The goal of the Ohio Dentist Loan Repayment Program (ODLRP) and the Ohio Dental Hygienist Loan Repayment Program (ODHLRP) is to increase access to dental care for underserved communities and populations. In exchange for loan repayment assistance, dentists and dental hygienists commit to practice for a minimum of two years at an eligible site in a Dental Health Professional Shortage Area (HPSA) or Dental Health Resource Shortage Area, accept Medicaid, and see patients regardless of ability to pay.

For the first two-year contract, selected full-time applicants practicing a minimum of 40 hours per week may receive up to $25,000 annually for repayment of outstanding dental or dental hygiene school debt. Those who remain at their practice sites and maintain eligibility may receive up to $35,000 annually for a third and fourth year of service. Part-time participants practicing between 20 and 39 hours per week may receive up to half the amount of full-time participants.

Provider Eligibility

The following dental providers are eligible:

  • Currently practicing general and pediatric dentists and dental hygienists with educational loans
  • Dental residents in the final year of pediatric or general practice residency or in advanced education in general dentistry programs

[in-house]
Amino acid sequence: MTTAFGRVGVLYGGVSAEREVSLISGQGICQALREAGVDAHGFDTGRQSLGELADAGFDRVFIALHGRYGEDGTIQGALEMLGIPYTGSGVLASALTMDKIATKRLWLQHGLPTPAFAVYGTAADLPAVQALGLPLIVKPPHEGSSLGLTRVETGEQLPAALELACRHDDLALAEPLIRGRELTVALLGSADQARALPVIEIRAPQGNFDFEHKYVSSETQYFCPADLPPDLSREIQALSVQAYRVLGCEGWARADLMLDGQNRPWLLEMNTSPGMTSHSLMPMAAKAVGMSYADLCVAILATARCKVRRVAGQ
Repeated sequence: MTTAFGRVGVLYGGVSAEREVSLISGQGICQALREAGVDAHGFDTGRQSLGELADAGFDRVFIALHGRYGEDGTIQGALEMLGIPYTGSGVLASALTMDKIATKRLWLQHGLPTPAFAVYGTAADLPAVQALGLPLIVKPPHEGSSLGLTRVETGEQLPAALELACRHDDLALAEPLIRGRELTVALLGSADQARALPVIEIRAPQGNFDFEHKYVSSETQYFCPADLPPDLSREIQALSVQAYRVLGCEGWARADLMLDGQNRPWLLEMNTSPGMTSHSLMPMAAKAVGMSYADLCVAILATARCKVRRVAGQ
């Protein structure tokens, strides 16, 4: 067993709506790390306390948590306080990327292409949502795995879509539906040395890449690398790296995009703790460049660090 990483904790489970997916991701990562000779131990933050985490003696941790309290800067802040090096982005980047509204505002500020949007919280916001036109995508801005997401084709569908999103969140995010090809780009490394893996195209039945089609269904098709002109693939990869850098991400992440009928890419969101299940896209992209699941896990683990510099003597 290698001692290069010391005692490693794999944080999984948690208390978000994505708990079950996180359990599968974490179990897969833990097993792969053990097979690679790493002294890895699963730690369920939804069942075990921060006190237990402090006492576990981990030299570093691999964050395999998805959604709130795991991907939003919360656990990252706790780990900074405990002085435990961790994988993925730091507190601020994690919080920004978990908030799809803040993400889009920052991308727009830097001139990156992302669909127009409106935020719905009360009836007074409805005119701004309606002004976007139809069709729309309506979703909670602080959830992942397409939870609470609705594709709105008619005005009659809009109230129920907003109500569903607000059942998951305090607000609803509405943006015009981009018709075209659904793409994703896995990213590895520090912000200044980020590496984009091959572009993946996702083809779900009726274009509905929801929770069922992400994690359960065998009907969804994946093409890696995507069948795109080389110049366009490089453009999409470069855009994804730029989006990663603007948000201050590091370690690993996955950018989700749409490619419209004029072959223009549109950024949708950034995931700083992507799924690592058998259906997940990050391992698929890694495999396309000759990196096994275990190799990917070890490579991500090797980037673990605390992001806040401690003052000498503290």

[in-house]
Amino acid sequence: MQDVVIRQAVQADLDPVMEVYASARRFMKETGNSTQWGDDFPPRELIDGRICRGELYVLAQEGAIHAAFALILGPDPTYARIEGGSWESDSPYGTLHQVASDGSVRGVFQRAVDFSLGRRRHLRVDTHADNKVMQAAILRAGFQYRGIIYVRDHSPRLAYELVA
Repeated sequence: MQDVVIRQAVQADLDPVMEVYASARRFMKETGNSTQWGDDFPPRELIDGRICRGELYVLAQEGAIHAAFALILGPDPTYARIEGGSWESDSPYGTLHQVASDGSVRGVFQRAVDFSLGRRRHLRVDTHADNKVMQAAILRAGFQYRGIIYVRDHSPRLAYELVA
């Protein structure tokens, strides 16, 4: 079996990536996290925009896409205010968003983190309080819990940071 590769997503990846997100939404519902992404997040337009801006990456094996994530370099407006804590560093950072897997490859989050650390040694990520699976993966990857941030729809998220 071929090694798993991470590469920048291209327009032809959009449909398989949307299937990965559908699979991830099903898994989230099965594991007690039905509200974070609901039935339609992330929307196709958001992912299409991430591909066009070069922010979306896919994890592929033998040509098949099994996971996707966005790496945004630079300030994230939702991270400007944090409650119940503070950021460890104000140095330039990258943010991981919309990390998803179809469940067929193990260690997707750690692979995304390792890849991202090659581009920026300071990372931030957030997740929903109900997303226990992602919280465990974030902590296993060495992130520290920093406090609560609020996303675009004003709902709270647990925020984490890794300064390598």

• Dental and dental hygiene students enrolled in the final year of dental or dental hygiene school

If applicants have existing obligations to a government or other entity, the obligations must be met prior to beginning a loan repayment contract. 

Practice Site Eligibility

Practice sites must be located in a Dental HPSA or Dental Health Resource Shortage Area, accept Medicaid and accommodate all patients regardless of their ability to pay.

Free Clinics may contact ODH at the phone number or e-mail address below to determine their eligibility as an ODLRP or ODHLRP practice site.

For more information:

Ohio Department of Health
Primary Care Office
246 N. High St.
Columbus, Ohio  43215

Telephone: (614) 644-8508
Email: PCRH@odh.ohio.gov


Human Papilloma Virus (HPV)